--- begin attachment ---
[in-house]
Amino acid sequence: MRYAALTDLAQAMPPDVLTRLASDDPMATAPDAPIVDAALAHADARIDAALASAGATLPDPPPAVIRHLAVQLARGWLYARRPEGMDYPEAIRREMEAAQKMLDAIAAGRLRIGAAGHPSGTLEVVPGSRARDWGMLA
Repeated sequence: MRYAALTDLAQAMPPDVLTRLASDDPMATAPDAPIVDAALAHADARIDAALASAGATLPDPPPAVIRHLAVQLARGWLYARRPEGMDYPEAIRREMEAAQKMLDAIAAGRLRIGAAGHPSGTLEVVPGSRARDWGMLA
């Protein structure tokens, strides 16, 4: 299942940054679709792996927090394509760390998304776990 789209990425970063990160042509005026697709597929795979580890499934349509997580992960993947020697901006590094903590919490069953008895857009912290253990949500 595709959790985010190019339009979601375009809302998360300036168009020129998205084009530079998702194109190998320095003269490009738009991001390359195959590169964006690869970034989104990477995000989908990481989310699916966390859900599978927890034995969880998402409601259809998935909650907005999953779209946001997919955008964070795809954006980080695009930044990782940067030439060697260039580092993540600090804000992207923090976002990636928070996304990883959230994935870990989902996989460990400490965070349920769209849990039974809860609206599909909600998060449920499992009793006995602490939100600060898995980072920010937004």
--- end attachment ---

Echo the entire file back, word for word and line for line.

[in-house]
Amino acid sequence: MRYAALTDLAQAMPPDVLTRLASDDPMATAPDAPIVDAALAHADARIDAALASAGATLPDPPPAVIRHLAVQLARGWLYARRPEGMDYPEAIRREMEAAQKMLDAIAAGRLRIGAAGHPSGTLEVVPGSRARDWGMLA
Repeated sequence: MRYAALTDLAQAMPPDVLTRLASDDPMATAPDAPIVDAALAHADARIDAALASAGATLPDPPPAVIRHLAVQLARGWLYARRPEGMDYPEAIRREMEAAQKMLDAIAAGRLRIGAAGHPSGTLEVVPGSRARDWGMLA
């Protein structure tokens, strides 16, 4: 299942940054679709792996927090394509760390998304776990 789209990425970063990160042509005026697709597929795979580890499934349509997580992960993947020697901006590094903590919490069953008895857009912290253990949500 595709959790985010190019339009979601375009809302998360300036168009020129998205084009530079998702194109190998320095003269490009738009991001390359195959590169964006690869970034989104990477995000989908990481989310699916966390859900599978927890034995969880998402409601259809998935909650907005999953779209946001997919955008964070795809954006980080695009930044990782940067030439060697260039580092993540600090804000992207923090976002990636928070996304990883959230994935870990989902996989460990400490965070349920769209849990039974809860609206599909909600998060449920499992009793006995602490939100600060898995980072920010937004």